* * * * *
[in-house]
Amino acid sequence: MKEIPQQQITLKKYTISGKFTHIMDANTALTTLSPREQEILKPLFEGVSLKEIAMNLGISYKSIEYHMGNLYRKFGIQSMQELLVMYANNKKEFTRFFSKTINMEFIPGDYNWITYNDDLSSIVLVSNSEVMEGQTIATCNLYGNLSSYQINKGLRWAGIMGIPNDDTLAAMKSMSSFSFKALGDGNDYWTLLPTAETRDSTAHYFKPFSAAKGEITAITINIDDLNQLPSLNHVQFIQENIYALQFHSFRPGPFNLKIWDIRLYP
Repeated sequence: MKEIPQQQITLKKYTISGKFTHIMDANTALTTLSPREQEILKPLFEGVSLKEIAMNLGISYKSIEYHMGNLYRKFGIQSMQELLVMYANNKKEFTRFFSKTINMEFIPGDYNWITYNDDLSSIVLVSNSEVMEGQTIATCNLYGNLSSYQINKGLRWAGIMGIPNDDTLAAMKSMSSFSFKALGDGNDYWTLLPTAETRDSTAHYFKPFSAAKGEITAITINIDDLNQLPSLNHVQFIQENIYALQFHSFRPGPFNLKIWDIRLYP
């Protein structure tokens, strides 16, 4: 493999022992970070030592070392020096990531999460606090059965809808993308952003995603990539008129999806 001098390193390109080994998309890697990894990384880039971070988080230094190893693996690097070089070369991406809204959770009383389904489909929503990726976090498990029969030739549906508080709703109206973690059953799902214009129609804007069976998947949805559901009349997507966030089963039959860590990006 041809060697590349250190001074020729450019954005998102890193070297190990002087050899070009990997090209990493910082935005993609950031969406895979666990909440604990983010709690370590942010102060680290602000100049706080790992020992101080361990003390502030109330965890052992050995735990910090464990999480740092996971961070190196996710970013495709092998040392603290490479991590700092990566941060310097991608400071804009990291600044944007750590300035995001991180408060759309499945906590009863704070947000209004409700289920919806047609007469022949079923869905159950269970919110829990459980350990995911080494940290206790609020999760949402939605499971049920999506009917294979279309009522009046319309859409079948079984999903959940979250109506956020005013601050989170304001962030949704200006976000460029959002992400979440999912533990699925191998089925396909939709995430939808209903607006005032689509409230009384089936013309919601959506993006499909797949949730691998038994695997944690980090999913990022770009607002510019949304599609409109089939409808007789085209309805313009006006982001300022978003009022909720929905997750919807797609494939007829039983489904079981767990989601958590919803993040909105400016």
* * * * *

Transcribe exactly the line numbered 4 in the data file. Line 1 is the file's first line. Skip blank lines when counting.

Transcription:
């Protein structure tokens, strides 16, 4: 493999022992970070030592070392020096990531999460606090059965809808993308952003995603990539008129999806 001098390193390109080994998309890697990894990384880039971070988080230094190893693996690097070089070369991406809204959770009383389904489909929503990726976090498990029969030739549906508080709703109206973690059953799902214009129609804007069976998947949805559901009349997507966030089963039959860590990006 041809060697590349250190001074020729450019954005998102890193070297190990002087050899070009990997090209990493910082935005993609950031969406895979666990909440604990983010709690370590942010102060680290602000100049706080790992020992101080361990003390502030109330965890052992050995735990910090464990999480740092996971961070190196996710970013495709092998040392603290490479991590700092990566941060310097991608400071804009990291600044944007750590300035995001991180408060759309499945906590009863704070947000209004409700289920919806047609007469022949079923869905159950269970919110829990459980350990995911080494940290206790609020999760949402939605499971049920999506009917294979279309009522009046319309859409079948079984999903959940979250109506956020005013601050989170304001962030949704200006976000460029959002992400979440999912533990699925191998089925396909939709995430939808209903607006005032689509409230009384089936013309919601959506993006499909797949949730691998038994695997944690980090999913990022770009607002510019949304599609409109089939409808007789085209309805313009006006982001300022978003009022909720929905997750919807797609494939007829039983489904079981767990989601958590919803993040909105400016």